BURLINGTON – Perhaps the Vermont Symphony Orchestra should dedicate all its concerts to John Williams or other pop composers? Or maybe it should invite Troy Peters, the Vermont Youth Orchestra’s stellar conductor 1995-2009, back again?
For the VSO’s presentation of “Star Wars and Beyond: The Music of John Williams,” Saturday at the Flynn Center, not only sold out, but received likely the loudest and most raucous response of any of its concerts in recent memory — throughout the program.
Part of that was undoubtedly the familiarity of the music to the all-ages audience. It didn’t hurt that Peters and the VSO delivered the John Williams experience, performing with real flair. (Peters suggested that most of the players, like him, grew up with “Star Wars.”)
Nine of the most popular parts from five of George Lucas’ “Star Wars” films comprised the second half of the program, beginning with the glorious “Main Title” from the initial “Star Wars: A New Hope.” Peters programmed the selections with an ear to building to the triumphal grandiosity of the final “The Jedi Steps and Finale” from “The Force Awakens.”
Breaking that along the way were more introspective segments, the lovely “Princess Leia’s Theme” from “A New Hope” and the gorgeous “Yoda’s Theme” from “The Empire Strikes Back.” Conversely, “Duel of the Fates” from “The Phantom Menace” was downright exciting.
Williams’ music for the “Star Wars” films is symphonic, like the greats of Hollywood’s golden age, and he’s one of the finest orchestrators of our time. However, extreme emotions from intimate tenderness to explosive power are avoided so as to not overpower the film, and his harmonic language is quite conservative even for film.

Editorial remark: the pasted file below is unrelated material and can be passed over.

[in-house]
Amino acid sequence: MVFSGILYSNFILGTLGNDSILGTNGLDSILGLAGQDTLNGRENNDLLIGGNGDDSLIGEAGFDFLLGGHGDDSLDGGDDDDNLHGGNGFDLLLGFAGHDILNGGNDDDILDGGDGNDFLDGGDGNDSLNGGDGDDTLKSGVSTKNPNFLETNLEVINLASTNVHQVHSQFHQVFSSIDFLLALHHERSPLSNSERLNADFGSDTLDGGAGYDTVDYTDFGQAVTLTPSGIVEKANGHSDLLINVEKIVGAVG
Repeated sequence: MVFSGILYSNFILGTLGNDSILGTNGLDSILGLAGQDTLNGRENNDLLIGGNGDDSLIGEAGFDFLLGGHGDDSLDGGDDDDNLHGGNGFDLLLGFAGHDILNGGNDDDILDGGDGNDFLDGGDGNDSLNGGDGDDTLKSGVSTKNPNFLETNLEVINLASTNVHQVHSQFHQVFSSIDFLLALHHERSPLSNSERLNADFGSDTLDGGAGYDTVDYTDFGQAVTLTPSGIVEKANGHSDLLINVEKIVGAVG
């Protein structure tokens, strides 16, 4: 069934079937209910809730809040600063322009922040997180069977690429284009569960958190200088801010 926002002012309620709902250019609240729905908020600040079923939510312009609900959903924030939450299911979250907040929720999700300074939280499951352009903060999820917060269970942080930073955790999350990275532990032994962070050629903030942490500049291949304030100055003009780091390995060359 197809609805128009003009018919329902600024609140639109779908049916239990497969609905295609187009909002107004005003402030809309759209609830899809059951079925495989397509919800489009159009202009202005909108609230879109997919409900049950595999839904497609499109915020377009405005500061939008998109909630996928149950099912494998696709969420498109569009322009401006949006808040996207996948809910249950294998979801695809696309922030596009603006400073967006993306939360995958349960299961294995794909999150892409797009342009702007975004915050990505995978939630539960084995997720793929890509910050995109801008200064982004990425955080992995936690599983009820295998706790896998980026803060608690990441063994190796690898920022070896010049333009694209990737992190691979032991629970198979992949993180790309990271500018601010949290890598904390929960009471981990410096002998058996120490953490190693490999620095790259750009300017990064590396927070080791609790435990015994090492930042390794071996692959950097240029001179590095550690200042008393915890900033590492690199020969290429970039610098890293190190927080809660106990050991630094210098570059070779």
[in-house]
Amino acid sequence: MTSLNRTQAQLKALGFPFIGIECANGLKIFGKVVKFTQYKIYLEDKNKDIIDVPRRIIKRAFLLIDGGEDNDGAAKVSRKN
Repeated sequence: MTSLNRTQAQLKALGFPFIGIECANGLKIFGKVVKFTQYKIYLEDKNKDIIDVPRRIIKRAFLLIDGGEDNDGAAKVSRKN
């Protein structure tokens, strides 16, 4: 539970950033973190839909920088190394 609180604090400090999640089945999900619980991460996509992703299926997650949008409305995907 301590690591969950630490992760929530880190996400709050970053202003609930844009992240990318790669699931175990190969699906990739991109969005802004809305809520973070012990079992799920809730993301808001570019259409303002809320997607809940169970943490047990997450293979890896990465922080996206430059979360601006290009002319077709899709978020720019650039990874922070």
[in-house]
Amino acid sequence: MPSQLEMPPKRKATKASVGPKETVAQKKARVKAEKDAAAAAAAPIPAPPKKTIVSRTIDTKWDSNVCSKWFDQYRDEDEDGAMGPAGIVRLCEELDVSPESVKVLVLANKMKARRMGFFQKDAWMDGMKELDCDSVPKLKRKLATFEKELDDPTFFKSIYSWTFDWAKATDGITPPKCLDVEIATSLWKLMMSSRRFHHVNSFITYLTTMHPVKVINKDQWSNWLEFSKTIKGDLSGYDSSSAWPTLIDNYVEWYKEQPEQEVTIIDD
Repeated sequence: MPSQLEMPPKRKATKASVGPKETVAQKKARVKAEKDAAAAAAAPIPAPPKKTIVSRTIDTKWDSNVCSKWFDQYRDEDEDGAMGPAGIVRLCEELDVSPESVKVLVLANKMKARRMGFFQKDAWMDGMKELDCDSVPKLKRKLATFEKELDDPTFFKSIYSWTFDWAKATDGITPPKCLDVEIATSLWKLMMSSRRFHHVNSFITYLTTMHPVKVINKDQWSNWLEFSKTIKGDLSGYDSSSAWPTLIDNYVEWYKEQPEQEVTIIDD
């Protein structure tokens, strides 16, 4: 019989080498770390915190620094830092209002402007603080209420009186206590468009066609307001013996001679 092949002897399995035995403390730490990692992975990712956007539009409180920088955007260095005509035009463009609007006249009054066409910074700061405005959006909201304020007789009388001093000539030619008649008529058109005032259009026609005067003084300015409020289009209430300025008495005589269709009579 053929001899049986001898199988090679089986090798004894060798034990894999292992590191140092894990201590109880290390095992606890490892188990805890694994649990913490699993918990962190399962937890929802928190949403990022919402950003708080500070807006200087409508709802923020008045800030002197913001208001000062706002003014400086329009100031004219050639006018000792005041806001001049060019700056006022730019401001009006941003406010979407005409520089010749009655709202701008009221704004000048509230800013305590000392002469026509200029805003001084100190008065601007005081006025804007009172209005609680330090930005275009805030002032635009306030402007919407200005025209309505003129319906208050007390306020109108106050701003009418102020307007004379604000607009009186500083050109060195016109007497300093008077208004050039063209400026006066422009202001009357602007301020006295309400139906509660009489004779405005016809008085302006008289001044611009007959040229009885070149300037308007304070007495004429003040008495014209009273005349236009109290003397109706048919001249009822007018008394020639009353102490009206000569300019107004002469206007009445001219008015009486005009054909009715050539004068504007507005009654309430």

That said, the visual and emotional coloring of the music is brilliant. I suspect that much of Williams’ inspiration for his “Star Wars” music came from Stanley Kubrick’s use of Richard Strauss’ tone poem “Also Sprach Zarsuthstra” for his 1968 “2001: A Space Odyssey.” It’s not a bad choice for inspiration. (The problem with using classical masterpieces is that the film can be forgotten in favor of the music.)
The program opened with the brilliant 1986 “Liberty Fanfare” written for the Centennial of the Statue of Liberty. Though the only music on the program not written for film, it easily could have come from one of his film scores, with its overt emotion building.
Other familiar tunes included “Adventures on Earth” from “E.T.,” “Raiders March” from “Raiders of the Lost Ark,” and highlights from “Jurassic Park” (with guest dinosaurs). Still, the most beautiful music of the evening was the tender “Prayer for Peace” from Steven Spielberg’s “Munich,” concerning the Munich massacre at the 1972 Summer Olympics.
Sometimes symphony orchestras will slack off when playing music not meant for the concert hall, as if it were beneath them. But Peters and the VSO gave it their best and played their hearts out — and the audience responded in kind.